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How a researcher hacked his own computer and found 'worst' chip flaw

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Arizona Hot:
How a researcher hacked his own computer and found 'worst' chip flaw

Apple releases new security update to protect Safari against the Spectre attack

I had to laugh at this post on AskWoody:
Risk Based Security brings some sanity to the Meltdown debacle
Posted on January 9th, 2018 at 15:52 woody Comment on the AskWoody Lounge

I just finished reading this article, recommended by Kevin Beaumont. The Slow Burn of Meltdown and Spectre: Exploits, Lawsuits, and Perspective.

Here’s the conclusion:

Vulnerabilities are disclosed every day, to the tune of over 20,000 new disclosures in 2017 alone. Just because a vulnerability receives a name, a website, and/or a marketing campaign does not necessarily mean it is high risk or that it will impact your organization. As always, we strongly encourage organizations to cut through the noise and focus on the details relevant to them, and make a decision based on that alone.
--- End quote ---

I repeat – forgive me if you’ve heard this before – but there are NO KNOWN Meltdown or Spectre exploits in the wild. Folks who run servers with sensitive data — banks, brokerage houses, military contractors, cryptocurrency exchanges — need to be concerned about Meltdown and Spectre in the near term, realizing that the data can only be snooped if you allow an unauthorized program to run on your server.

For everybody else, the first attacks (if there ever are any) are likely to come through web browsers. You need to harden your browser as soon as the update is available. You’ll want to install the new Windows patches as soon as they pass muster. And you need to get your BIOS or UEFI updated one of these days. But there’s no big rush.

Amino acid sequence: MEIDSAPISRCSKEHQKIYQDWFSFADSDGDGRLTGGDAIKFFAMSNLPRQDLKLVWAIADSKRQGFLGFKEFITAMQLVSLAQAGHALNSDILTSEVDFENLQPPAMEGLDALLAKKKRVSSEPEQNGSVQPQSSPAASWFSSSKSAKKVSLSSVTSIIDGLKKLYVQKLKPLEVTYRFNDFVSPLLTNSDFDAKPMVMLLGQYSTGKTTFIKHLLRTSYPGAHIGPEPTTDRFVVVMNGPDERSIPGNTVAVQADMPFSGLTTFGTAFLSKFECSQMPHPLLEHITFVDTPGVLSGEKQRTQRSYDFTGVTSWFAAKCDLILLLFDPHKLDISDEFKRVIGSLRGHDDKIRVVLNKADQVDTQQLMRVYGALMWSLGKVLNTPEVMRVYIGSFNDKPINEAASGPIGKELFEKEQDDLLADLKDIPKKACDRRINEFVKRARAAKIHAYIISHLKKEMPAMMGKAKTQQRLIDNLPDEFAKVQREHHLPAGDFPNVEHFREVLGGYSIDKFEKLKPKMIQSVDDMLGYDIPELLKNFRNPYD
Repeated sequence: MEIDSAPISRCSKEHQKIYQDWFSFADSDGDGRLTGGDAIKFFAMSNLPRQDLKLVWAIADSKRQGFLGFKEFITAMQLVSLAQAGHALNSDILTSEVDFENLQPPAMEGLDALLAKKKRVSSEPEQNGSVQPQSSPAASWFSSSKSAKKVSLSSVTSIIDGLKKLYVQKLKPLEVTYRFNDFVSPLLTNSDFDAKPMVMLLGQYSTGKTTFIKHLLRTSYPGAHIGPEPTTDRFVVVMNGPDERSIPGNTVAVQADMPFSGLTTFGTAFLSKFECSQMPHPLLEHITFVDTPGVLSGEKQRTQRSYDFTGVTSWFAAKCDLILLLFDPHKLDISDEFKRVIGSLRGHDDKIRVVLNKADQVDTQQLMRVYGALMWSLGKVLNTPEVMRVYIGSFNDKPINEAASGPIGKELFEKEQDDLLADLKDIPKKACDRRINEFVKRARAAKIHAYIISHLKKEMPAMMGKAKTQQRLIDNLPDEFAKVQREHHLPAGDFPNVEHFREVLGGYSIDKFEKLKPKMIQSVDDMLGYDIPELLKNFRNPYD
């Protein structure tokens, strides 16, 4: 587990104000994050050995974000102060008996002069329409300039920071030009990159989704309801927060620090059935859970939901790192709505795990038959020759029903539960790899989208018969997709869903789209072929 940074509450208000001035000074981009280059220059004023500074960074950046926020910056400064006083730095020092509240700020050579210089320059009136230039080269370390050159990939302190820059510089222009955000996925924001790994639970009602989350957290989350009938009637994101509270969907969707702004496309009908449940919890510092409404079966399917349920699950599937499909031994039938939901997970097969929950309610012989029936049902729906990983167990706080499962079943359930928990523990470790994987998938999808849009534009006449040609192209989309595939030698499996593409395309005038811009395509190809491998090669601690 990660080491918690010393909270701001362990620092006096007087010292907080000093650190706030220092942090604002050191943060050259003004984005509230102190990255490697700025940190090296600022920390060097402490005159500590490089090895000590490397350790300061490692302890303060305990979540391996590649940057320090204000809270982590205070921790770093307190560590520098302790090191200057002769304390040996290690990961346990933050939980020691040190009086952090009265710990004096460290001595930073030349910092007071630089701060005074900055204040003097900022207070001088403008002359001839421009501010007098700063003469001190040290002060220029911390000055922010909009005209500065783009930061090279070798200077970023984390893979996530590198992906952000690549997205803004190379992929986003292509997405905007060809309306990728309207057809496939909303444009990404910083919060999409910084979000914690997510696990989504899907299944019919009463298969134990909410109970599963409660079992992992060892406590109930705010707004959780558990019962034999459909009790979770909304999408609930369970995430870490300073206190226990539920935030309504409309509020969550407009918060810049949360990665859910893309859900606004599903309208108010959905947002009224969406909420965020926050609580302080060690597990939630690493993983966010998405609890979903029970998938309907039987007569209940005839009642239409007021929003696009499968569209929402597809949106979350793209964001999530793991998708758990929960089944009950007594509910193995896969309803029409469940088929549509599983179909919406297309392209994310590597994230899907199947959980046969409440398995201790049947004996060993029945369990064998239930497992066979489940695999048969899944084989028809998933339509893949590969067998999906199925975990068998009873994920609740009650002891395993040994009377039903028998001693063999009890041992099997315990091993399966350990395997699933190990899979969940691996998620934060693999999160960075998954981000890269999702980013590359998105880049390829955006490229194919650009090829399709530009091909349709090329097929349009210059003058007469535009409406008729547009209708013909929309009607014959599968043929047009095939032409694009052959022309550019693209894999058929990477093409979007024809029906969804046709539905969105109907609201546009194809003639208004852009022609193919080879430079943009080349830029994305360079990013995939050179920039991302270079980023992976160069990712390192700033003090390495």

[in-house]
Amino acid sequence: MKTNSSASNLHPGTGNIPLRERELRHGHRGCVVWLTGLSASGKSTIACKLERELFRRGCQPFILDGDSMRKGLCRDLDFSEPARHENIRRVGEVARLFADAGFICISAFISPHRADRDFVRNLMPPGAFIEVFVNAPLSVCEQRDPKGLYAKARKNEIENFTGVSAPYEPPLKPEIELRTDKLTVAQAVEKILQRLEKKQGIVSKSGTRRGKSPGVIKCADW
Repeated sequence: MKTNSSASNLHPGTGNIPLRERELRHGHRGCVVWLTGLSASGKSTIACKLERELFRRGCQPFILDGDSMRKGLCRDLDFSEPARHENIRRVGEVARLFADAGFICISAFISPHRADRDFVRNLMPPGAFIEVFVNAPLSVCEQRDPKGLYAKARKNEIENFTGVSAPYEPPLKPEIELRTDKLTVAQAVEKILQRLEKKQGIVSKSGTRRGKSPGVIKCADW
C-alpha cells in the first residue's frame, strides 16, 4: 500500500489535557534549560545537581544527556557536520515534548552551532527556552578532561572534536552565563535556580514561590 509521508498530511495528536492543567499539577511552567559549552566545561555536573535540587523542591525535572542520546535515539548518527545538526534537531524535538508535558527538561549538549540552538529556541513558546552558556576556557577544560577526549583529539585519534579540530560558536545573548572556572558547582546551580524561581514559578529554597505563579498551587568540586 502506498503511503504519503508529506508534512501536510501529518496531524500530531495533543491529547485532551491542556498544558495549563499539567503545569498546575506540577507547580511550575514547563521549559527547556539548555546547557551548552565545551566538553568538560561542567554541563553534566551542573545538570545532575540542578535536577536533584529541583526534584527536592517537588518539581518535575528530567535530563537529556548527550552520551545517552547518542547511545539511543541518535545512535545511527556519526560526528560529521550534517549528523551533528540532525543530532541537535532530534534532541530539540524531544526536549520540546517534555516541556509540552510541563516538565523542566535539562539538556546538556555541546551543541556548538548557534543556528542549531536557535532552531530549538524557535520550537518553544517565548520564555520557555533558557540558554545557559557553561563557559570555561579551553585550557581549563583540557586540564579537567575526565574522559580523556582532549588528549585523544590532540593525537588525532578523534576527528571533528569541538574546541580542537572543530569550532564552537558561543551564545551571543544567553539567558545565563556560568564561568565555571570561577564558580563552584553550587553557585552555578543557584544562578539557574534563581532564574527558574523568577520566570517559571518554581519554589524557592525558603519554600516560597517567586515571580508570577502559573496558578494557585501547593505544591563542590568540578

What you’re witnessing is a colossal “Sky is Falling” routine, aided and abetted by folks who are going to make money from the havoc.

--- End quote ---

Clearly, Woody is off his rocker. This threat is serious man, all the news reports say so, and look how quickly the players have been moving to stop the vulnerabilities - even if it does mean (say) inadvertently crippling some of those older, or non-Intel CPUs - and are even now considering redesigning the chip hardware/firmware for the future so that we can all be safe. They wouldn't all be rushing to do that if it wasn't an imminent threat. Oh, but wait...    :o

Stoic Joker:
I do find the timing rather interesting with all the folks being so happy with how well Windows 10 runs on older hardware ... That now have an entirely new holy-shit-class reason to have to run out and buy brand new bleeding-edge hardware which will of course be priced to match accordingly..

But I'm never-the-less obligated to schlep through the process in the name of due diligence. Because it only takes one enterprising asshat to pair this with a broadcast based delivery system to get it into some low hanging fruit internal server from a workstation email (ala CodeRed) to turn the whole thing into a big steaming shit show.

I do find the timing rather interesting...
...But I'm never-the-less obligated...
-Stoic Joker (January 10, 2018, 07:36 AM)
--- End quote ---
Yers, well, that's the thing about FUD: "My goodness! It just might be true! Can I take the risk?"

Kerching! Kerching!

I think the problem is not so much the risk for the average user to get hit by this on his home computer (outside of browsers), but that half the web runs on AWS/Azure/Whatever, so the average user could get hit by extension when the servers running the websites they use potentially leak passwords and personal data.


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